The Effect of ICE on Intramuscular Tissue Temperature
Ice, compression, and elevation, or ICE, is a widely used treatment for acute musculoskeletal injuries. The effects of ice and compression on tissue temperatures have been established but whether elevation during cryotherapy affects temperature change has not. Elevation has potential to alter local perfusion and thereby alter the balance of heat loss/heat gain, potentially impacting tissue cooling during cryotherapy.
To measure the effect and interaction of ice, compression, and elevation on intramuscular temperatures. We hypothesized that elevation would not have an effect on intramuscular tissue temperature.
Fifteen healthy volunteers, (age 20.93 ±1.67) provided informed consent and participated.
Participants completed eight treatment conditions including: No treatment (control), ice only (I), compression only (C), elevation only (E), ice and compression (IC), ice and elevation (IE), compression and elevation (CE), or ice, compression and elevation (ICE). All conditions were tested on each participant with a minimum of 48 hours between each condition. Intramuscular temperatures were recorded every 30 seconds during a 1 minute pre-application, 30 minute treatment, and 20 minute post-application period.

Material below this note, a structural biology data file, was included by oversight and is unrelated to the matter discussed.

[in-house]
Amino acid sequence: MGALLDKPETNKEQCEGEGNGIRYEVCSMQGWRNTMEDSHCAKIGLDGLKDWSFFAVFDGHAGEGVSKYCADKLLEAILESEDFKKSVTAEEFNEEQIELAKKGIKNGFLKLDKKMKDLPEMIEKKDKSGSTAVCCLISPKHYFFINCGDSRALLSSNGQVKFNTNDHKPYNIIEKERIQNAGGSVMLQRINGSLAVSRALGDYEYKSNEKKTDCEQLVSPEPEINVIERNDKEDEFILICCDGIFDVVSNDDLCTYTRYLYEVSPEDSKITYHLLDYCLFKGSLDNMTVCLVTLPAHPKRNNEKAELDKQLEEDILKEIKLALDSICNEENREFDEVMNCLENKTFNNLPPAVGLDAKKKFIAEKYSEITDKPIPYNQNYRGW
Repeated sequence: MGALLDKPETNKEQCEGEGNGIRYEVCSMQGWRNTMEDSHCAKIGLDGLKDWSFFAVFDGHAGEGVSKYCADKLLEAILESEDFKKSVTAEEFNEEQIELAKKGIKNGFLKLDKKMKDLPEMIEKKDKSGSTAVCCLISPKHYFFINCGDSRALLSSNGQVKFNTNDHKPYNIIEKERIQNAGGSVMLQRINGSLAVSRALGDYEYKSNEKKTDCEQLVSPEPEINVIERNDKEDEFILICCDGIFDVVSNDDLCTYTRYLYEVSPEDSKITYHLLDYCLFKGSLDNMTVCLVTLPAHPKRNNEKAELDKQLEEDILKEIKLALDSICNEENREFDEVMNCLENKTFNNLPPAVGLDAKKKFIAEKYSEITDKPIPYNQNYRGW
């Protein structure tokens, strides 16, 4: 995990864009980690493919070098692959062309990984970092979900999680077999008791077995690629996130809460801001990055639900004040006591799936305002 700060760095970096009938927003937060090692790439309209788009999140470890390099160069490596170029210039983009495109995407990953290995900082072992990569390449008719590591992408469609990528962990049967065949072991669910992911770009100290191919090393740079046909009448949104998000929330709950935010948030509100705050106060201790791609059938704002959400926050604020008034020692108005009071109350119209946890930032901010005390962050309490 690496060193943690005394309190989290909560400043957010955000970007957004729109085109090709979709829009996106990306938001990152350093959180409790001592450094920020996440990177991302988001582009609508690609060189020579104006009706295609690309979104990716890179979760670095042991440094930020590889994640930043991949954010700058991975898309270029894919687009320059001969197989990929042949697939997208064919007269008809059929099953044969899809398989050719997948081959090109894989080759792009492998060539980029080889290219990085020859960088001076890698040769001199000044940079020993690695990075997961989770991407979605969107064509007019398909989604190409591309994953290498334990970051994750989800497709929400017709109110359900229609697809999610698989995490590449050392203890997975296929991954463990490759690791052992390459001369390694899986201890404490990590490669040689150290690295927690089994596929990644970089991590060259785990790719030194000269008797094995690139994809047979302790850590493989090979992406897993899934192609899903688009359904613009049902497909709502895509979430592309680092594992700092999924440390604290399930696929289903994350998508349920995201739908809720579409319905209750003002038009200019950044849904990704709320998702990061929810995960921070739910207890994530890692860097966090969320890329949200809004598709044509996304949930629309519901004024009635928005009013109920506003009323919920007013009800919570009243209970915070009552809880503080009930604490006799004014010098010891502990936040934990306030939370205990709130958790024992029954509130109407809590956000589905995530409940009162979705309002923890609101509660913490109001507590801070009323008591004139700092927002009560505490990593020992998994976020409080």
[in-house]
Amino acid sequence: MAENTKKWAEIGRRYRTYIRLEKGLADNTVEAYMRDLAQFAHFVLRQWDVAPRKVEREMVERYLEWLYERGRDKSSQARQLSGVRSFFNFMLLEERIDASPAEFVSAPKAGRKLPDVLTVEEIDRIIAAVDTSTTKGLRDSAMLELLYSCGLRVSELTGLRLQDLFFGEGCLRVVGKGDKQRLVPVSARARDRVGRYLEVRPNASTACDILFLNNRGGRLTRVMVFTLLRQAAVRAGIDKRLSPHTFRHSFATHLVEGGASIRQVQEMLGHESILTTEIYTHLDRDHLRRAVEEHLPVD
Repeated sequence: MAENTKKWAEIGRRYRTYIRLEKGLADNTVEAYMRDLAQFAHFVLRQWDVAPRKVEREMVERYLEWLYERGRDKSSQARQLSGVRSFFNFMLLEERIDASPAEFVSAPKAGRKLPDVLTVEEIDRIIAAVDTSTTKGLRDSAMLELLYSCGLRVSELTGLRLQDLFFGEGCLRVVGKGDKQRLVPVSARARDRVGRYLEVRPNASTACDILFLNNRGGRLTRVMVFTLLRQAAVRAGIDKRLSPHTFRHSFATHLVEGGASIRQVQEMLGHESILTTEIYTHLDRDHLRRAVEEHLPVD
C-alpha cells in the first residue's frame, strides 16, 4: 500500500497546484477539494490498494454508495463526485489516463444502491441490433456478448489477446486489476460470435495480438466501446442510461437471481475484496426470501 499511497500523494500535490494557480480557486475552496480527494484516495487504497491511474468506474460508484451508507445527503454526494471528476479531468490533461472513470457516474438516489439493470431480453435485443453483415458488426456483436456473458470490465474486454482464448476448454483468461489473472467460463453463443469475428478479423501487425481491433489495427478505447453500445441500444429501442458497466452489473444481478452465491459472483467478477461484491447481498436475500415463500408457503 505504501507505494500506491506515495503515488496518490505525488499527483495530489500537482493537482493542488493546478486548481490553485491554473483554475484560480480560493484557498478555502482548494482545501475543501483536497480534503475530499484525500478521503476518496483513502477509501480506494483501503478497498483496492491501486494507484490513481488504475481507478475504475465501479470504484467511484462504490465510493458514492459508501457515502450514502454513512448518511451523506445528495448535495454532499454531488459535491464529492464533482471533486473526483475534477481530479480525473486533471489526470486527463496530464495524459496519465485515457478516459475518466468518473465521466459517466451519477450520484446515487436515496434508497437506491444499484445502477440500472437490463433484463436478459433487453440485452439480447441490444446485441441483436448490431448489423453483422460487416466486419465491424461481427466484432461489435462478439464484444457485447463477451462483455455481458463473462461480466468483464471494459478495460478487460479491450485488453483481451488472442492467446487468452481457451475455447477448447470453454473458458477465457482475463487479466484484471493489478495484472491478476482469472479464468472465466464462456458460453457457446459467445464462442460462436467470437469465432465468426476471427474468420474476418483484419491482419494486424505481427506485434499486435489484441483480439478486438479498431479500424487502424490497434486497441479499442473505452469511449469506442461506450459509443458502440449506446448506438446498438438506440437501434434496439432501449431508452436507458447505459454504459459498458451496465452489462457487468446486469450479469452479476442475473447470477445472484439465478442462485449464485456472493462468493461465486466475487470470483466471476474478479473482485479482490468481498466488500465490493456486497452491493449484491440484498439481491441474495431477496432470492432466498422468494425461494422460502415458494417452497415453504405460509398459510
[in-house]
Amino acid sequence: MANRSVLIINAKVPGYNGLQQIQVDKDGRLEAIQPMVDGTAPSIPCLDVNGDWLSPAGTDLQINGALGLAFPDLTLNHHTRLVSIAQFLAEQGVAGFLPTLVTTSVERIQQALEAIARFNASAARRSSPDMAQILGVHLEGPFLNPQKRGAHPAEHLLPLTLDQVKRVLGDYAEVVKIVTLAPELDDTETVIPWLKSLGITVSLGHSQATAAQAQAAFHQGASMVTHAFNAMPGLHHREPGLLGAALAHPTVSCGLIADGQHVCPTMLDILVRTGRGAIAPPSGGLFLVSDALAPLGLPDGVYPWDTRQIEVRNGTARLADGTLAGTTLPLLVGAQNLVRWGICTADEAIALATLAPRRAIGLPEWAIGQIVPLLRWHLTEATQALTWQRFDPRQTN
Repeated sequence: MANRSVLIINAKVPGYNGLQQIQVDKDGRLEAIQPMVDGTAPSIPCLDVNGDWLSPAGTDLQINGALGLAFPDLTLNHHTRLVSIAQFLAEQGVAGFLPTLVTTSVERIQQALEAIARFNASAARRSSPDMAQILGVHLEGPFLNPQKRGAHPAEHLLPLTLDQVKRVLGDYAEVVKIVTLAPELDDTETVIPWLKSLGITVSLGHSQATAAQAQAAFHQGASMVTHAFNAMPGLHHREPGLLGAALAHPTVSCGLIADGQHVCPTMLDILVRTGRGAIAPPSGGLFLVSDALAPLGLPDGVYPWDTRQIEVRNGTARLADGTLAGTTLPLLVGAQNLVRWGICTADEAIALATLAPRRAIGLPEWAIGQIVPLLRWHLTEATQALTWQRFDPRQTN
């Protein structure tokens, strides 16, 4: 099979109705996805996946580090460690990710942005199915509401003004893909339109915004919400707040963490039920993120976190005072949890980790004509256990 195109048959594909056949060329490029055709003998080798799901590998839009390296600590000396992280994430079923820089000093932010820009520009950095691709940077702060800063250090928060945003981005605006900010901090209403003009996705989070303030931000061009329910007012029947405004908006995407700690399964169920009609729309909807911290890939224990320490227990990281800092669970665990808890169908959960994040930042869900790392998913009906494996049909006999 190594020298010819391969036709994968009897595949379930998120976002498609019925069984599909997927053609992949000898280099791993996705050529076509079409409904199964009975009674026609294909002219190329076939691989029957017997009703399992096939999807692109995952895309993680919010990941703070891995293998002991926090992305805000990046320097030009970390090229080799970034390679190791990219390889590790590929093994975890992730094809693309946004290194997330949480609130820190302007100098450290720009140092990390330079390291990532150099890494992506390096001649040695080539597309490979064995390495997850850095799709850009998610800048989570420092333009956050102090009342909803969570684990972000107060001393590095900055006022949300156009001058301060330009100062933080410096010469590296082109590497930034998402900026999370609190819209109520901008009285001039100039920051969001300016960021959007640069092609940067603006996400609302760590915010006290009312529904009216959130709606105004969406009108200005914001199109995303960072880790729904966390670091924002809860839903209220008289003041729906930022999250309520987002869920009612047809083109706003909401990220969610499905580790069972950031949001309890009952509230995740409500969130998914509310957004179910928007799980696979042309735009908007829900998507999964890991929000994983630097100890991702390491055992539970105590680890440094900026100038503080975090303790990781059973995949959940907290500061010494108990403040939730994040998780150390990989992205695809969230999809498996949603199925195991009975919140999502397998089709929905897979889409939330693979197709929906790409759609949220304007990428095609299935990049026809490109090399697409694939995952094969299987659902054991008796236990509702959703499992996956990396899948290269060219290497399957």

The temperature difference between the mean treatment temperature and the mean pre-application temperature was compared across each measurement depth and treatment conditions.
Non-ice treatments (Control, C, E, and CE; means 33.4, 34.5, 33.7 and 34.6, respectively) had warmer intramuscular temperatures than any treatment that included ice (I, IC, IE, ICE; means 28.4, 19.8, 28.0, and 19.3, respectively). There were no differences between IC and ICE (means 19.8 and 19.3, respectively). Ice alone was different than everything except IE.
Autor / Fonte:Cordial M Gillette, Mark A Merrick Journal of Sport Rehabilitation 2017 September 5, : 1-15